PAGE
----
Al Qaeda terrorists are rebuilding their capabilities and continuing to plan mass-casualty attacks inside the United States, according to an intelligence assessment made public yesterday.
"We assess [al Qaeda] has protected or regenerated key elements of its homeland attack capability, including a safe haven in ... Pakistan [tribal areas], operational lieutenants and its top leadership," according to the National Intelligence Estimate (NIE), a consensus analysis of 16 U.S. intelligence agencies.
"Although we have discovered only a handful of individuals in the United States with ties to al Qaeda senior leadership since 9/11, we judge that al Qaeda will intensify its efforts to put operatives here," the report stated.
Retired Vice Adm. Michael McConnell, the director of national intelligence whose office produced the NIE, said the United States will face a "persistent and evolving terrorist threat" in the next three years.
The seven-page public summary of the classified report said the United States is in a "heightened threat environment."
"They're working as hard as they can in positioning trained operatives here in the United States," Mr. McConnell said. "They have recruitment programs to bring recruits into [the tribal] region of Pakistan [who] could come to the United States, fit into the population and then use some of the training that they receive in the Pakistani area for explosives and so on."
Edward Gistaro, the national intelligence officer for transnational threats and chief drafter of the NIE, said al Qaeda's efforts to recruit, train and deploy operatives in the United States is a "disturbing trend."
"We do not see al Qaeda cells here in the United States, but we do believe the organization has the capability to intensify its efforts to try and do that," he said.
The group also will try to link up with less organized regional terrorist organizations, notably al Qaeda in Iraq. The analysis stated that the Iraq war is providing a recruiting ground and propaganda vehicle for al Qaeda.
Frances Fragos Townsend, a White House counterterrorism official, said the NIE reinforces the danger of a major terrorist attack.
"We are facing a persistent terrorist enemy, led by al Qaeda, that remains driven and intent on attacking the homeland, and that continues to adapt and improve its capabilities," Mrs. Townsend said, adding that there are no signs of an imminent attack.
"It is deeply troubling that more that nearly six years after 9/11, al Qaeda maintains a safe haven, an intact leadership and the capability to plan further attacks," said Sen. Barack Obama, Illinois Democrat and 2008 presidential candidate. "It is time to act to correct those mistakes, and the first step is to get out of Iraq, because you can't win a war when you're on the wrong battlefield."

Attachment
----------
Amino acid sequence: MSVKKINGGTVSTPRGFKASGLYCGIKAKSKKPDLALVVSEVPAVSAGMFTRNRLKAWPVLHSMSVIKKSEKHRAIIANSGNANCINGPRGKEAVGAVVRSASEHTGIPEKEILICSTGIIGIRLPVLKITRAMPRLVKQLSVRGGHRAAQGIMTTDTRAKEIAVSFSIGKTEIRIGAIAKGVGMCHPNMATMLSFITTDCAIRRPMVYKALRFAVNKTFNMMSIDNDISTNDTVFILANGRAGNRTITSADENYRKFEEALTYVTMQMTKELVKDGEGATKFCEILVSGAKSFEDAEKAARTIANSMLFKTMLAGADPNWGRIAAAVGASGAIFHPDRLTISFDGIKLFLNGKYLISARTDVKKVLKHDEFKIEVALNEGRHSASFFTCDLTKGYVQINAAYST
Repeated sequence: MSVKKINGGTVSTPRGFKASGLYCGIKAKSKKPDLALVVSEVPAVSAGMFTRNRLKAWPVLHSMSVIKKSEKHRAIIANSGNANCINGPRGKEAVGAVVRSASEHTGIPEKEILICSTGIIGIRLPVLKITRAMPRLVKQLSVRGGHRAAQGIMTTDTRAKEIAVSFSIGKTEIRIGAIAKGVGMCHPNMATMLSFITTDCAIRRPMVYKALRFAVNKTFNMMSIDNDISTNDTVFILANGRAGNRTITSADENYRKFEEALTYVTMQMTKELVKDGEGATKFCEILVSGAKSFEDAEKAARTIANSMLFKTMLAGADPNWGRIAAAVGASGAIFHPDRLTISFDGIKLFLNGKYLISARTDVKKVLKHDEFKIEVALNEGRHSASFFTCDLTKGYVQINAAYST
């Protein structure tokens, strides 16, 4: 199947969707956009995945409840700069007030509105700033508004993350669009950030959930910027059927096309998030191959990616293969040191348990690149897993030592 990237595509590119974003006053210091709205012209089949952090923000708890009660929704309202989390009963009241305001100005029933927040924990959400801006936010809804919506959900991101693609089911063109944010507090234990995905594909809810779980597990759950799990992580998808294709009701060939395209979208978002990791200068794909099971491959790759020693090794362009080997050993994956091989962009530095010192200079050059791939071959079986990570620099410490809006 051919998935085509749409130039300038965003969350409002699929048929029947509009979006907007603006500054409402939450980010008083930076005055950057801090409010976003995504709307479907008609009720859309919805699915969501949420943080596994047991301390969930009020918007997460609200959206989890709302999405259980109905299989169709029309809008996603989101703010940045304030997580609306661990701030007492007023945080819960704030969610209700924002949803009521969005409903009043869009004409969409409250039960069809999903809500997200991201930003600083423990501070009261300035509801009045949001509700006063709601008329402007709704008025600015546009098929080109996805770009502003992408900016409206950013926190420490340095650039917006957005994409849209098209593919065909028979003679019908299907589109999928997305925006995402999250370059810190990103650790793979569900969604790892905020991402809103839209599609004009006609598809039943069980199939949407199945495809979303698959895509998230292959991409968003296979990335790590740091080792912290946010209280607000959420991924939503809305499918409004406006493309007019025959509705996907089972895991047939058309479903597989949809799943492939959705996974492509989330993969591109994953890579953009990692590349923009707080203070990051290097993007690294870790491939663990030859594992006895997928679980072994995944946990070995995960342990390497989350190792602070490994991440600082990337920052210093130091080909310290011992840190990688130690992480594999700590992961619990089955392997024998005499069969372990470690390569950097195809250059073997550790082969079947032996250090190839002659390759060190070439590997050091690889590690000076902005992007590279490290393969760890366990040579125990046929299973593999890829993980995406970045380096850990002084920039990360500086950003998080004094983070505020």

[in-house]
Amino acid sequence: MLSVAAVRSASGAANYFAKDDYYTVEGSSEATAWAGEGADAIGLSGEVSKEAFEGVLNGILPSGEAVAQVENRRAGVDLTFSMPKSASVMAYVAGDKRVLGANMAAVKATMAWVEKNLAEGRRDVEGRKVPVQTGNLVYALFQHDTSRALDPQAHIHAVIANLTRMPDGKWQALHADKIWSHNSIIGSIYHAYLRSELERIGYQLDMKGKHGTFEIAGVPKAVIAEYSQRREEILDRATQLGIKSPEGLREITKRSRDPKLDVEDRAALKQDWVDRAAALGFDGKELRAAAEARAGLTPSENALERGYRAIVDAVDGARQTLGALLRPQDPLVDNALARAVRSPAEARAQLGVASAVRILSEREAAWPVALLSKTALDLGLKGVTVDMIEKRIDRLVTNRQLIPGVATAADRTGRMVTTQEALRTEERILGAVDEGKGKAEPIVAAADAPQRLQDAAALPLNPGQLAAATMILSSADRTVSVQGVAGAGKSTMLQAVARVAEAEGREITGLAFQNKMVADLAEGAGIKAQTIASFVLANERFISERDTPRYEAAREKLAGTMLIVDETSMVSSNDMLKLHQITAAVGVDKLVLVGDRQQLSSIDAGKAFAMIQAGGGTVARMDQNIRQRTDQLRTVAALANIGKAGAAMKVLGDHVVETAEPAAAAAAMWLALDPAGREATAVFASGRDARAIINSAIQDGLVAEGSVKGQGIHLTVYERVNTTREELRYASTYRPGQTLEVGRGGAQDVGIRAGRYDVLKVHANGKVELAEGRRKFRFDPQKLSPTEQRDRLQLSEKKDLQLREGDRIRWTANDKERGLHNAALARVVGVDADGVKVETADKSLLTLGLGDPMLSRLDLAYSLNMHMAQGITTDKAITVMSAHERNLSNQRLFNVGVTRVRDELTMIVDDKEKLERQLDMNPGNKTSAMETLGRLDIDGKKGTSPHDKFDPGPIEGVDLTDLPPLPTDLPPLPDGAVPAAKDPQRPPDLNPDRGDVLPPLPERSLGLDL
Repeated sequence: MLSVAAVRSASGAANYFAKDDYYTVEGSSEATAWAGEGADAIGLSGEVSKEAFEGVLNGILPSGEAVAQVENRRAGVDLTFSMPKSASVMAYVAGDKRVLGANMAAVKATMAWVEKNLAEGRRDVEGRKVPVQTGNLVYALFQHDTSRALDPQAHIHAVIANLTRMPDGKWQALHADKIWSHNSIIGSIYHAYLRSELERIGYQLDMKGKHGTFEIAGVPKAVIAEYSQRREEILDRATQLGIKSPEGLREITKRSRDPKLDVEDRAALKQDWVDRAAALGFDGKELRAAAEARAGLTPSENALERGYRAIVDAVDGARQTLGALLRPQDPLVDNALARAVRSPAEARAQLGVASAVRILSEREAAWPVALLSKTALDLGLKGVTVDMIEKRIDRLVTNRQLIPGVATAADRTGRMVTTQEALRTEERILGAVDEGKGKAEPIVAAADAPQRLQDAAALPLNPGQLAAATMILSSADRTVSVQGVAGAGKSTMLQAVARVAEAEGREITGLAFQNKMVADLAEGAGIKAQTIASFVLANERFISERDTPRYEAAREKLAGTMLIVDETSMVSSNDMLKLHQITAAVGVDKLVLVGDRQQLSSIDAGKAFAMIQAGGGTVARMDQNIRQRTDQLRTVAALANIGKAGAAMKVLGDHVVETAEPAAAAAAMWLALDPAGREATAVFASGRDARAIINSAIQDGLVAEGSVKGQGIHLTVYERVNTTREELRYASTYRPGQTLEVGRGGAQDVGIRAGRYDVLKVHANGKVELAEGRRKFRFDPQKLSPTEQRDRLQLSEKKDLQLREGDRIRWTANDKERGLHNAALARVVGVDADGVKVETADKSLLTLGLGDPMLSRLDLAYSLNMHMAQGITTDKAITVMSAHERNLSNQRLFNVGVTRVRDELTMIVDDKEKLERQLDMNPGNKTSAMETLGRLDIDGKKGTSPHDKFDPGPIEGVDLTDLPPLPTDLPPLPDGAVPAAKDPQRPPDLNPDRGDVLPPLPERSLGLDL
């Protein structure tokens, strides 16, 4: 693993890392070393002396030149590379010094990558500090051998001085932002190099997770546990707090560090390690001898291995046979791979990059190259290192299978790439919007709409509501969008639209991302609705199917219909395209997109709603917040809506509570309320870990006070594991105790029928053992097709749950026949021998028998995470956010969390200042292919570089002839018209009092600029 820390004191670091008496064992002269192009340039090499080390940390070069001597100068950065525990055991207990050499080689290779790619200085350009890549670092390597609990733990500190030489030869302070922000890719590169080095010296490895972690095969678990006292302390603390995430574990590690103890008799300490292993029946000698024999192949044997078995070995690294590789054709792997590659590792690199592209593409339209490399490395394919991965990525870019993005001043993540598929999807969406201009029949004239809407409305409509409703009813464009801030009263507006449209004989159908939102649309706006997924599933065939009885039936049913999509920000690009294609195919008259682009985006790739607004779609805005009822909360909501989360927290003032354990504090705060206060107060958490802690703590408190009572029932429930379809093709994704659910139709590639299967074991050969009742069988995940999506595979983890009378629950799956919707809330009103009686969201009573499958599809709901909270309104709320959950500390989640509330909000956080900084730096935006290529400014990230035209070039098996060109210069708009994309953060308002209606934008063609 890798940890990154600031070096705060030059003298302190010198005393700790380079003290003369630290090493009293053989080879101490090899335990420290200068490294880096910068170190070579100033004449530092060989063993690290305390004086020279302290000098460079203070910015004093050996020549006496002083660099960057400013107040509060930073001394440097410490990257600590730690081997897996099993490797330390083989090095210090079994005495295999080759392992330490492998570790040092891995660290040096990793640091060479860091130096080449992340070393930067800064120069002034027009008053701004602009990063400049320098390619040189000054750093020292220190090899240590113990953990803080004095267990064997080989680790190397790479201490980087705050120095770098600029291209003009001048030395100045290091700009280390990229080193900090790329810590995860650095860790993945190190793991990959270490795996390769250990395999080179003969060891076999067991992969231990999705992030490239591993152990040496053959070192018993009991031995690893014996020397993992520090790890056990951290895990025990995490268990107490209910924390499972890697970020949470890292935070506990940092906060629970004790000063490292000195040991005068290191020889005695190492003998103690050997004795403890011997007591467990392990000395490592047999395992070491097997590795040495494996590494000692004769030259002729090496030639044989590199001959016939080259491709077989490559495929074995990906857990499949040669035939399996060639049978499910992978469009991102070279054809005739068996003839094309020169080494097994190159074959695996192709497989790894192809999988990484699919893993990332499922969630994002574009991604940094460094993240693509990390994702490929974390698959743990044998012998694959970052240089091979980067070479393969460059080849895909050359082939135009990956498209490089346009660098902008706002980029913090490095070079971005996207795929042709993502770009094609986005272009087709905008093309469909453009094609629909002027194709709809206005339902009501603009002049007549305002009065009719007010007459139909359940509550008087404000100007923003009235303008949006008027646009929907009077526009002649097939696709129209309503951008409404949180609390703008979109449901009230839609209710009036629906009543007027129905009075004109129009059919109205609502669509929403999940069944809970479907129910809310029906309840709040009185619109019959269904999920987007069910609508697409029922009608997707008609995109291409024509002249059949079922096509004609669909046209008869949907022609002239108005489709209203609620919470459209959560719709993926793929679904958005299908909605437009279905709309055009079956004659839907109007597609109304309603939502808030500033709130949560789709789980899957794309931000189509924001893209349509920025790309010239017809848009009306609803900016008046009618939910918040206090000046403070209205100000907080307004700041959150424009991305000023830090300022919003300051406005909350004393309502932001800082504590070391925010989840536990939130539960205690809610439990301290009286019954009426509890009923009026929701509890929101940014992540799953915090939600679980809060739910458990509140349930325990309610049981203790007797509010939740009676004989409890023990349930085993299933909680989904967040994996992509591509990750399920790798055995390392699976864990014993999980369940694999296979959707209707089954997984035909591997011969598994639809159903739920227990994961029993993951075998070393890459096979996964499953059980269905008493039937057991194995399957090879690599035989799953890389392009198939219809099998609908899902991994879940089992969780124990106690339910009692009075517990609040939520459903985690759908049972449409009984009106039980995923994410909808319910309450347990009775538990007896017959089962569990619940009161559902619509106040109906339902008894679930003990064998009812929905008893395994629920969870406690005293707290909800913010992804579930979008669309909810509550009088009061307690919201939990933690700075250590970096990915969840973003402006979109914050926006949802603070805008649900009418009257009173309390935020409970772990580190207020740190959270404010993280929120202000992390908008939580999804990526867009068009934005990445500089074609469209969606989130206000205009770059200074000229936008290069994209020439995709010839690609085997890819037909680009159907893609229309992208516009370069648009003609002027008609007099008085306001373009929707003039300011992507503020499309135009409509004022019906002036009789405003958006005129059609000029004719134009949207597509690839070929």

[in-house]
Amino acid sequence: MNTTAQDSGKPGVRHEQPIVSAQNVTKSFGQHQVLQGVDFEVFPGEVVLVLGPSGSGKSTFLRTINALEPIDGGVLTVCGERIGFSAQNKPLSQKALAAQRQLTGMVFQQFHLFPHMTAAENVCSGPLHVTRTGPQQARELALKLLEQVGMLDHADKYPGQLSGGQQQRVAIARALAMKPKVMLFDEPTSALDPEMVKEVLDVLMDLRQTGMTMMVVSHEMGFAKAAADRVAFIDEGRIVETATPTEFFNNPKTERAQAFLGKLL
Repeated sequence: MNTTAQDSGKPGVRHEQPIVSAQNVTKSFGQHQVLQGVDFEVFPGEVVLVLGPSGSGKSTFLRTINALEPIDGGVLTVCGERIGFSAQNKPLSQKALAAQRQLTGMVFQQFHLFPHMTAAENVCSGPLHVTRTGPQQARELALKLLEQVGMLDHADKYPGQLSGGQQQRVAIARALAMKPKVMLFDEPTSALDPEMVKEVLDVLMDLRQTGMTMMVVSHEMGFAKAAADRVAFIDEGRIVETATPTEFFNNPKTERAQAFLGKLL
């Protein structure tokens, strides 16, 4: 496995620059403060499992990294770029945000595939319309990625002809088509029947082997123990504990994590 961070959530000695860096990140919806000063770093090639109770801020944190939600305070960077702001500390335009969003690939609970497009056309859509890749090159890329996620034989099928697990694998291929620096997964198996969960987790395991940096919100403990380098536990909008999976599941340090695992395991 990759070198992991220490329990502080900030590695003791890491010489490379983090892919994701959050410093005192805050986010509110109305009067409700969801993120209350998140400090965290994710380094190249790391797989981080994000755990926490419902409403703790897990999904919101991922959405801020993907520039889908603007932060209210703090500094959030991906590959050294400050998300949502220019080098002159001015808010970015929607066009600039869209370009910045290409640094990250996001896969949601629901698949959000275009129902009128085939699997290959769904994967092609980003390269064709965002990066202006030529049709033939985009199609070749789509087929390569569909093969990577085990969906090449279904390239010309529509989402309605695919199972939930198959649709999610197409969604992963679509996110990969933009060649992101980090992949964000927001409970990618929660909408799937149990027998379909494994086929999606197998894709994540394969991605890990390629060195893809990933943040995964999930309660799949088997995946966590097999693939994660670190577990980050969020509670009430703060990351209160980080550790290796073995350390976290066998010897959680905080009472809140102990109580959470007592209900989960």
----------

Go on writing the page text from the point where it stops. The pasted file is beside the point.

House Minority Leader John A. Boehner, Ohio Republican, said the NIE shows that the United States must keep up the fight against terrorists.
"Retreat is not a 'new way forward' when the safety and security of future generations of Americans are at stake," Mr. Boehner said.
President Bush said U.S. counterterrorism efforts have weakened al Qaeda.
"Al Qaeda would have been a heck of a lot stronger today had we not stayed on the offense," the president said after meeting yesterday with U.N. Secretary-General Ban Ki-moon.
According to the intelligence estimate, targets in the United States include "prominent political, economic and infrastructure targets with the goal of producing mass casualties, visually dramatic destruction, significant economic aftershocks, and/or fear among the U.S. population."
Additionally, the group that carried out the World Trade Center and Pentagon attacks, killing nearly 3,000 people, has not given up its desire to develop unconventional weapons.
"We assess that al Qaeda will continue to try to acquire and employ chemical, biological, radiological or nuclear material in attacks and would not hesitate to use them if it develops what it deems is sufficient capability," the report stated.
The pro-Iranian Lebanese Hezbollah terrorist group also poses a threat and could conduct attacks in the United States "if it perceives the United States as posing a direct threat to the group or Iran," the report stated.
Two new dangers identified in the report are the spread of radical "Salafist" groups that use the Internet to promote anti-U.S. rhetoric and actions and the growth in "self-generating cells" of terrorists in Western nations.
The report said that these are signs that "the radical and violent segment of the West's Muslim population is expanding, including in the United States."
Recent U.S. cases of Islamist plots against Fort Dix, N.J., and John F. Kennedy International Airport in New York are indications of a growing global extremist movement that "points to the possibility that others may become sufficiently radicalized that they will view the use of violence here as legitimate," the report said.
However, it also stated that "we assess that this internal [U.S.] Muslim terrorist threat is not likely to be as severe as it is in Europe."